Today, however, he has again shown what a solid player he is. Ironically, on the only occasion O’Malley and Woods have met head to head, O’Malley defeated Woods in the opening round of the 2002 Accenture Match Play Championship.

“That was nine years ago and he was pretty gracious," said O’Malley. “He said, well done. In 18-hole match play anything can happen. I was actually playing good golf at the time."

O’Malley is a multiple winner of events in Europe, Australia and New Zealand the last of those coming late in 2010 when he won the NSW Open title at the Vintage Golf club in the Hunter Valley.

Leader, Woods, was very complimentary of his playing partner Jason Day who he got to play with for the first time this week.

“I had only seen him hit balls on the range,” said Woods. “I had never played with him. He hits the ball really flush. He moves it a little from right to left. Man, he hits it solid. He’s got some serious speed too. What people don’t realise is how good a putter he is. He rolls it great. He has a wonderful stroke. He lets the blade go. It was tough conditions the last couple of days and he handled them well. He was very patient out there.”

The initial matchup between the two became a mutual admiration society as Day was delighted to have played with his boyhood idol.

“It was fun,” said Day. “Tiger is playing great. He is hitting the ball very, very solid and I had a lot of fun. He is a great guy. He is playing great. He has a lot of momentum going into the next two days. It was a lot of fun to play with my hero. I have been dreaming about playing with Tiger for a long, long time. I finally got the chance and I am glad I played well too.

“Growing up, he was my idol. I had posters of his swing on my wall. I read books about him. He changed my life because I worked harder after I read his book. It is good to see him playing good golf again. You tell it by the fans.”

“The only thing that affected me was on the second hole when he hit driver and I was going to hit an iron,” added Day when asked if Woods had any impact on his game. “He poked it straight down the middle. I thought I could do that so I hit driver behind a bush. Other than that, I had a lot of fun. We are looking good going into tomorrow’s round.”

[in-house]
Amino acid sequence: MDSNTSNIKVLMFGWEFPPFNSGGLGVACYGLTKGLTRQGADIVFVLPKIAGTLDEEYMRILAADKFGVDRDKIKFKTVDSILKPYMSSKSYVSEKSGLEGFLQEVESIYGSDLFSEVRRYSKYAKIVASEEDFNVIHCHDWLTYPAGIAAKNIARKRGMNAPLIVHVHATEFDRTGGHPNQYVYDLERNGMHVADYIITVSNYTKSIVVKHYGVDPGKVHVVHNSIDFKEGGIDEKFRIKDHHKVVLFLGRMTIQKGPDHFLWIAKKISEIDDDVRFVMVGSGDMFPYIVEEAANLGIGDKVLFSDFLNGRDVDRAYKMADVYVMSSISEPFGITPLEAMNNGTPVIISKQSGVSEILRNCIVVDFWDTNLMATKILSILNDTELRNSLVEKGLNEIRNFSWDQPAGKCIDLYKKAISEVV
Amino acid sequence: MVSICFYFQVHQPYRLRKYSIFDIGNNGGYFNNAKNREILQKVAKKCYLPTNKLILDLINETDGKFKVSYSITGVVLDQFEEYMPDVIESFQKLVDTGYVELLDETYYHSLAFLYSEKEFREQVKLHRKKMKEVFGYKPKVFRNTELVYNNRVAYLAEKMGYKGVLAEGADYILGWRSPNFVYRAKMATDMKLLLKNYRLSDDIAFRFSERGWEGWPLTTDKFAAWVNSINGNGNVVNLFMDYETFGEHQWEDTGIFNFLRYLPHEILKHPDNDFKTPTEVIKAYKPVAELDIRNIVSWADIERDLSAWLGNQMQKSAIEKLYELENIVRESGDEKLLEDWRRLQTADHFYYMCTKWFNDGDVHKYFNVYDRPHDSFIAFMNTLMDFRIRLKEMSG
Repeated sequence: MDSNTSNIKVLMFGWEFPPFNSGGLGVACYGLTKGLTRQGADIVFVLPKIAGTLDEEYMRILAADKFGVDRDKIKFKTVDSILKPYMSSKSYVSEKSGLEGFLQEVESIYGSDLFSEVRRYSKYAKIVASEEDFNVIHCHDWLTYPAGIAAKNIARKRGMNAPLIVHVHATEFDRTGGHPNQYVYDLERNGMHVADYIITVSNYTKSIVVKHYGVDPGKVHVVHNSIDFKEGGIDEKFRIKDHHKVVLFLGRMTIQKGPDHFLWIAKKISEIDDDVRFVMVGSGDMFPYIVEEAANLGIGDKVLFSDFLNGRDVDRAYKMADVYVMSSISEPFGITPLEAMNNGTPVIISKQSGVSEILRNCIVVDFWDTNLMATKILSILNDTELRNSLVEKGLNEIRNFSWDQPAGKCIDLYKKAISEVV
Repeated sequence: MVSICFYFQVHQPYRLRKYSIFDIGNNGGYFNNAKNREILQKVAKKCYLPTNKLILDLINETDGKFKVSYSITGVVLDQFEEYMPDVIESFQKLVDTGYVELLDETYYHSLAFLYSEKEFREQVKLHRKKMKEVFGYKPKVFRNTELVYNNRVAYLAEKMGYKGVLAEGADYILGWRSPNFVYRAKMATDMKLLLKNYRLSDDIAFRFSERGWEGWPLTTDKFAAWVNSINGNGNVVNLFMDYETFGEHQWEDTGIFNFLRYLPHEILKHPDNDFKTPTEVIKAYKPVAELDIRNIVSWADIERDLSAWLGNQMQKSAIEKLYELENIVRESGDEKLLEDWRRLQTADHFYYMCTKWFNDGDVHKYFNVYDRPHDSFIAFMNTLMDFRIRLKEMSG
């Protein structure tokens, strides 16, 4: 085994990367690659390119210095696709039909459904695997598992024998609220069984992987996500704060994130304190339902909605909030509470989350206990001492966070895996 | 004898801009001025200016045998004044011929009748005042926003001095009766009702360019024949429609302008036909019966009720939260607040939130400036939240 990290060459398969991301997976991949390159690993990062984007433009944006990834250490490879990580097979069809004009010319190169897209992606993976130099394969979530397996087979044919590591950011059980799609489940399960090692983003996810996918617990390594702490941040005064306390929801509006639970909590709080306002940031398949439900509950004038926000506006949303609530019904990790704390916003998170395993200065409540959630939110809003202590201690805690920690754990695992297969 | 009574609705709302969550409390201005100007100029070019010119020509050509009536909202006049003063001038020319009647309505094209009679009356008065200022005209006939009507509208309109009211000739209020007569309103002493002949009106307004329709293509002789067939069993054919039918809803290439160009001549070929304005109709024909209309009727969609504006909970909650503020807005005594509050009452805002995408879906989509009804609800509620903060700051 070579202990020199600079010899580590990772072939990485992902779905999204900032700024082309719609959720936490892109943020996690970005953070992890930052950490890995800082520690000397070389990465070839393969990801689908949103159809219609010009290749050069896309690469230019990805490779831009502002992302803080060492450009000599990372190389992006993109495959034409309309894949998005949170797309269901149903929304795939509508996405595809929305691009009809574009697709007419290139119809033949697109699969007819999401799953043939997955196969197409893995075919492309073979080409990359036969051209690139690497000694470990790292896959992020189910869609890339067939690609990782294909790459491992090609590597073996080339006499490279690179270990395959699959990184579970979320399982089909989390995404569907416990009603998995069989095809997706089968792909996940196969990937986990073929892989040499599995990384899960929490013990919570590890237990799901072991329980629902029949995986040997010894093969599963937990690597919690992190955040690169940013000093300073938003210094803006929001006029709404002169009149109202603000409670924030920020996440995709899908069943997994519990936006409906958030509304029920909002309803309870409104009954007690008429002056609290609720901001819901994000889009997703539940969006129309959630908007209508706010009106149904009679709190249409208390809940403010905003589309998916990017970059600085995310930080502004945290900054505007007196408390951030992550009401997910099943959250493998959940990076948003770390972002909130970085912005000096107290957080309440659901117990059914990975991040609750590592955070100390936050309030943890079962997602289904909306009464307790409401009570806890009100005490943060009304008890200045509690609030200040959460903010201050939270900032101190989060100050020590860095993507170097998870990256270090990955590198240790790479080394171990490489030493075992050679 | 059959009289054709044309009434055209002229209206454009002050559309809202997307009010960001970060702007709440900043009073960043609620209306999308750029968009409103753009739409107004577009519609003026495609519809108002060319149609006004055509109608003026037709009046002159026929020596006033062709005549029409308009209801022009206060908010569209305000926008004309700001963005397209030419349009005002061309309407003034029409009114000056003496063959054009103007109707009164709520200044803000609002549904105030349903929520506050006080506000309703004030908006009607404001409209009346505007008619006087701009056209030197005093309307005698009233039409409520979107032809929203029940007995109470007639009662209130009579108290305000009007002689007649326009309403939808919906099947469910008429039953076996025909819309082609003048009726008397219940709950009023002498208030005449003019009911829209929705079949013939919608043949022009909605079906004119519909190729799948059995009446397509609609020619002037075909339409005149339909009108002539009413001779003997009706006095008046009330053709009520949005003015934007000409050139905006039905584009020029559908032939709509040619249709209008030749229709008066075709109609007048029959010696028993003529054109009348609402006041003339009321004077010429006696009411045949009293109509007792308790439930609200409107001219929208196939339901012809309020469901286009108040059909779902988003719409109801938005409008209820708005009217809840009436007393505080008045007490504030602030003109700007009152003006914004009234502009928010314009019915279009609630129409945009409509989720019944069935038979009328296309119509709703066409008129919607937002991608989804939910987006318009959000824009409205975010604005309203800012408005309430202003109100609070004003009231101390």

Day has his 24th birthday tomorrow but it might just be that his present came in the opening two rounds by playing with and performing admirably against his boyhood idol. An even greater present would be to win his own national open in what is only his second ever appearance in his homeland as a professional.

“Playing against him (Woods) on Sunday in front of the home crowd in the Australian Open -a tournament I have always wanted to win – would definitely be a dream come true.”

It might yet eventuate. What a mouthwatering proposition that would be. Arguably the world’s greatest ever up against potentially Australia’s greatest ever.

Worth the price of admission alone.

The cut fell at 2 over the notables missing being Matt Kuchar, Robert Allenby, Mathew Goggin and Rod Pampling.

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    About the Author: Bruce Young

    A multi-award winning golf journalist, Bruce's extensive knowledge of the game comes from several years caddying the tournament circuits of the world, marketing a successful golf course design company and as one of Australia's leading golf journalists and commentators.


    Read all of Bruce's articles »